The Darkest Universe. Film review by Wendy French.
Here’s a new film not to be missed from the BAFTA nominated directors of ‘Black Pond,’ Will Sharpe and Tom Kingsley.
The film was first shown at the beginning of May 2016 at PictureHouse Central, Piccadilly as part of the London Comedy Film Festival, which promoted the film as being: filled with wit, melancholy and surreal breath-taking images. It’s one of the boldest and most beautiful British films in years.
The Darkest Universe is an innovative, surprising and suspenseful film, written by Tiani Ghosh and Will Sharpe. Will Sharpe also directed and edited the film, and starred as Zac Pratt, a city trader whose sister Alice goes missing. As Alice, Tiani Ghosh gave an outstanding and understated performance of a young girl who finds relationships and communication difficult. She just ‘doesn’t get’ certain situations whether it’s with her brother, strangers or lover. When their mother was dying Zac promised his mother that they (Alice and Will) would look after one another. And he intends to keep that promise.
The audience is drawn into the story from the beginning although at times it’s almost painful. This is where the film’s writing and direction are so clever: you never want to turn away. You are there whether it’s in the canal tunnel, in the garden with the lichen covered statue suggesting decay or the bathroom where Alice’s boyfriend’s father (played by Chris Langham) is running a bath, his thoughts adding a pathos to the story. This scene is particularly cleverly photographed: the missing tiles from the bathroom wall could be seen as symbolic of the missing young couple.
The title suggests suspense and the opening scene lives up to this. Although completely different in content the film reminded me of the recently released film, ‘Victoria’ which was filmed over one long period, partly scripted and partly improvised. ‘ Darkest Universe’ was filmed in chunks over three years, but each scene has a fresh take on a situation we would all dread – that of a loved one going missing without a trace. It is hard to know which scenes were improvised for the freshness of the writing challenges the premise that scripts can kill natural interactions.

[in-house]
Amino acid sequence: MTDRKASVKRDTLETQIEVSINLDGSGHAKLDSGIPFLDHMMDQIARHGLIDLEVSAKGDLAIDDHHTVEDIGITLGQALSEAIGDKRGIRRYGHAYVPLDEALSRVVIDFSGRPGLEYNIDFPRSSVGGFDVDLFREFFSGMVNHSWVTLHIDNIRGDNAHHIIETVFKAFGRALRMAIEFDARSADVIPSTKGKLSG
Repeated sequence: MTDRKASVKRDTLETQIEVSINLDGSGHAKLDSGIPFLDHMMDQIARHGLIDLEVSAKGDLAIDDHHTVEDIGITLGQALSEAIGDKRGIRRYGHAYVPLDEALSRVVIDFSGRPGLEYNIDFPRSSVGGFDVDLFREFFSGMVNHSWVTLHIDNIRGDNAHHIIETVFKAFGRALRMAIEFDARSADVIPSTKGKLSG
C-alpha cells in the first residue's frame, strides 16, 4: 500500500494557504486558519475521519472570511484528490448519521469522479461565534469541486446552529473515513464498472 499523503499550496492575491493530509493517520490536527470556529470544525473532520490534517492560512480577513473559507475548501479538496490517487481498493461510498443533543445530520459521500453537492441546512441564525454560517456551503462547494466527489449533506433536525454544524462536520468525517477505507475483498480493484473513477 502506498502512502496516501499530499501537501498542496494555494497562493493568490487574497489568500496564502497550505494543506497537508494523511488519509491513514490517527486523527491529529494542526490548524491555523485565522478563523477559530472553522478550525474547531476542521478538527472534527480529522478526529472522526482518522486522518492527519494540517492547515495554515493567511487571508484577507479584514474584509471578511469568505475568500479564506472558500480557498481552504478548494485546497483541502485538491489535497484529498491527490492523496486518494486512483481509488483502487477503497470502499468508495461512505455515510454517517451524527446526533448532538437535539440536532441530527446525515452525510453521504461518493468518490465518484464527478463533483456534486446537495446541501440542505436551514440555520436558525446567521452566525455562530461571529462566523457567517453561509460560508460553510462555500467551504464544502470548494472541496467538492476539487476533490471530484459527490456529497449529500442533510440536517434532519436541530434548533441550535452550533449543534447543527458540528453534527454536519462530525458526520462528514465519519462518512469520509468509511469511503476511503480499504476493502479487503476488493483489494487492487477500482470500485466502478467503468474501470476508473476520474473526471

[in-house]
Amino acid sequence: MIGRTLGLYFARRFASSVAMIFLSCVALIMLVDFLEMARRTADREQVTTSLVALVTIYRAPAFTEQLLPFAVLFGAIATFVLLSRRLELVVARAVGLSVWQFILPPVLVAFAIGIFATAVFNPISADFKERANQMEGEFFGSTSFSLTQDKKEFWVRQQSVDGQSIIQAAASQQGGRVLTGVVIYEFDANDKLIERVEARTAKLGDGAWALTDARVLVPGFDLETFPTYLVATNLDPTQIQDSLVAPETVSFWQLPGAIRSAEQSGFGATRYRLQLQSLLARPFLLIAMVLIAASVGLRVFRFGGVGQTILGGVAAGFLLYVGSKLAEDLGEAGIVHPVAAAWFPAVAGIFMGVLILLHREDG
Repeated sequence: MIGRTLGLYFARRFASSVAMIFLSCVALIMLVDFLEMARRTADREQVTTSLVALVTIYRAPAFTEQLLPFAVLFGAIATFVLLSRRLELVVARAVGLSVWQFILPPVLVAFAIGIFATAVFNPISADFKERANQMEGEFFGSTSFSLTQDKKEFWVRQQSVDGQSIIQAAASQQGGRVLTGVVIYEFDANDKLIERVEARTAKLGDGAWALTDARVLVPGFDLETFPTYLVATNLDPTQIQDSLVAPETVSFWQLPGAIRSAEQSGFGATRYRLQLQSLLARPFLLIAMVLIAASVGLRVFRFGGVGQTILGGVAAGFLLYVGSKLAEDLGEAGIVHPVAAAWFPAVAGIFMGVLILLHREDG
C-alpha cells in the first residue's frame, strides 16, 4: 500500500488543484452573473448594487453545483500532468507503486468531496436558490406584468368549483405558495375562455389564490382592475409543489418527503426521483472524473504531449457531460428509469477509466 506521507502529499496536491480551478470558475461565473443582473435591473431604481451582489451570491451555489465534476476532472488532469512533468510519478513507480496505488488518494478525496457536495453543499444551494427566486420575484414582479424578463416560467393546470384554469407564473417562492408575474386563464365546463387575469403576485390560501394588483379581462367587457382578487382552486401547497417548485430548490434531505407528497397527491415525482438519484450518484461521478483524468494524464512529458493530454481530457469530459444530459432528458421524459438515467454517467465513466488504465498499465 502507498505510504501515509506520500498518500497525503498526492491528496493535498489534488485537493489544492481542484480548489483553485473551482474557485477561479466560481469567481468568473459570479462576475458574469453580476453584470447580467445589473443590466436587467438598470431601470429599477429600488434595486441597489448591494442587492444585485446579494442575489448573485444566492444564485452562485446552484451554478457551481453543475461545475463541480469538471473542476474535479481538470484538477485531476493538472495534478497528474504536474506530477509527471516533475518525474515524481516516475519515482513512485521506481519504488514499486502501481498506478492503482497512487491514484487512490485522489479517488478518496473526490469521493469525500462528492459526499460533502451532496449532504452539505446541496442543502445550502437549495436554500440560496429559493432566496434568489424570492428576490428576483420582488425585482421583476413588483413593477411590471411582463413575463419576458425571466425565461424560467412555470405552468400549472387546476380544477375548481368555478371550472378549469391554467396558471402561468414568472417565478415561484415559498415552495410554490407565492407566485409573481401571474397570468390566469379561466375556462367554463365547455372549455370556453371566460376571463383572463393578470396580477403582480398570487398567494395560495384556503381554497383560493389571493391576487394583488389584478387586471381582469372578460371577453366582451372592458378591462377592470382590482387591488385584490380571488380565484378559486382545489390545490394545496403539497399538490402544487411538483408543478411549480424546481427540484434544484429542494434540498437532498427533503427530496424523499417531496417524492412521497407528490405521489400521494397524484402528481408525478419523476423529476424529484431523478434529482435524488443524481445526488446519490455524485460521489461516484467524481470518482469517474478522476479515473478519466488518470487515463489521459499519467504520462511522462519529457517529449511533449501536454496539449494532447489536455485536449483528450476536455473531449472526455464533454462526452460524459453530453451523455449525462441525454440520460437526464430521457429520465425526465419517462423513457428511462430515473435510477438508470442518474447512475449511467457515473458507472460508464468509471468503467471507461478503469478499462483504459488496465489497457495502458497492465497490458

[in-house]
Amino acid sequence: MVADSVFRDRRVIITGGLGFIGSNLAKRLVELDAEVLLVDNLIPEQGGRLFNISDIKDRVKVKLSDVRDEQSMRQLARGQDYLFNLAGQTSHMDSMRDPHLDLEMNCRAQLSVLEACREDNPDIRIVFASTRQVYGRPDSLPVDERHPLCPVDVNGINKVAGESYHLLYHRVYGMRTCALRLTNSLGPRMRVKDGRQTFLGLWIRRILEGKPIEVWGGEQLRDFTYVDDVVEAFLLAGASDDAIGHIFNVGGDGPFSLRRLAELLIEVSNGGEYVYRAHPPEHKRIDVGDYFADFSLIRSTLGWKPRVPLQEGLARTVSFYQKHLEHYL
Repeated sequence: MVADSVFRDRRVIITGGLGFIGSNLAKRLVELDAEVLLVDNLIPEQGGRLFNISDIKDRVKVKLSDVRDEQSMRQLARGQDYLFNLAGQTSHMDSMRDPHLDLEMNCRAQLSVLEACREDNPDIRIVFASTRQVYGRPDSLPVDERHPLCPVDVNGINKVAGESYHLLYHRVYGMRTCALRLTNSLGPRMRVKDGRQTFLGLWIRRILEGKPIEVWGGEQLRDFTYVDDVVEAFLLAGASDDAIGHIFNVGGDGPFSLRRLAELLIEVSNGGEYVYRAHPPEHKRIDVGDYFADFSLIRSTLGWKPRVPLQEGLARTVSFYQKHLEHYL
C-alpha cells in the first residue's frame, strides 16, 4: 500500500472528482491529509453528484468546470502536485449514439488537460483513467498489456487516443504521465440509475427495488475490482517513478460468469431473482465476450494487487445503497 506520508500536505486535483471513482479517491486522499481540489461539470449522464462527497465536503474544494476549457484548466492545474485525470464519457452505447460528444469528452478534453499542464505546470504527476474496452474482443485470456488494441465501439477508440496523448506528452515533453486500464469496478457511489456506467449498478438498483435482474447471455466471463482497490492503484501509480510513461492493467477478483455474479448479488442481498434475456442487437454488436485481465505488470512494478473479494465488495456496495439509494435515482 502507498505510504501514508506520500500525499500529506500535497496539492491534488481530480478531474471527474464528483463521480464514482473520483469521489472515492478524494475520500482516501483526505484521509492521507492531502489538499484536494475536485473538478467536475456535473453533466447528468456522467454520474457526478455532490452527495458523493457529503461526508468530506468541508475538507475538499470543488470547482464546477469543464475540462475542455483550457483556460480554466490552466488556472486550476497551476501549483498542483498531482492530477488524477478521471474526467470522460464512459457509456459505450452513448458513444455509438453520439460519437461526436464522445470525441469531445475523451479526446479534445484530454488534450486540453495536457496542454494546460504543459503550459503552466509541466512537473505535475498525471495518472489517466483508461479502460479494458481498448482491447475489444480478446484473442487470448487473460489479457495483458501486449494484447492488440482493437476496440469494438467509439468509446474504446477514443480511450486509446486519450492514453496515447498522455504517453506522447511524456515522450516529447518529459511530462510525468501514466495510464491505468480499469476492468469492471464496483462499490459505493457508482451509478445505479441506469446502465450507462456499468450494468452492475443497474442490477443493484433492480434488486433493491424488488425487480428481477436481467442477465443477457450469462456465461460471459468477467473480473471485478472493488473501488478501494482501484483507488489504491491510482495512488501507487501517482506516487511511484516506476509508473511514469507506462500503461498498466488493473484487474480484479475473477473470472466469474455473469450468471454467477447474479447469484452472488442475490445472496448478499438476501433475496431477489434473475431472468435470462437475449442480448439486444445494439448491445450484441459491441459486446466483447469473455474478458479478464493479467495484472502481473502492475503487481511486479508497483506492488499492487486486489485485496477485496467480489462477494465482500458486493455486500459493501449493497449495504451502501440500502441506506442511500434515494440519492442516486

The production takes place mainly on a narrow boat, The Margaret Rose moored on the Grand Union canal at King’s Cross and an Elizabethan house in Cranbrook, Kent. The captivating photography throughout the film includes tranquil and rural scenes which remind us of the calm beauty of nature against the perils of everyday living.
The music – often discordant but always complementary – plays a vital part in the film’s success and the supporting roles are very strong especially Chris Langham as the missing Toby’s father and Raph Shirley as Charlie.
Watch out for this film. I hope Picture House screens show this film around the capital and also hope we hear more from the writers and actors in the near future.
Wendy French © 2016.
Cinema enthusiast and member of The Ritzy, Brixton.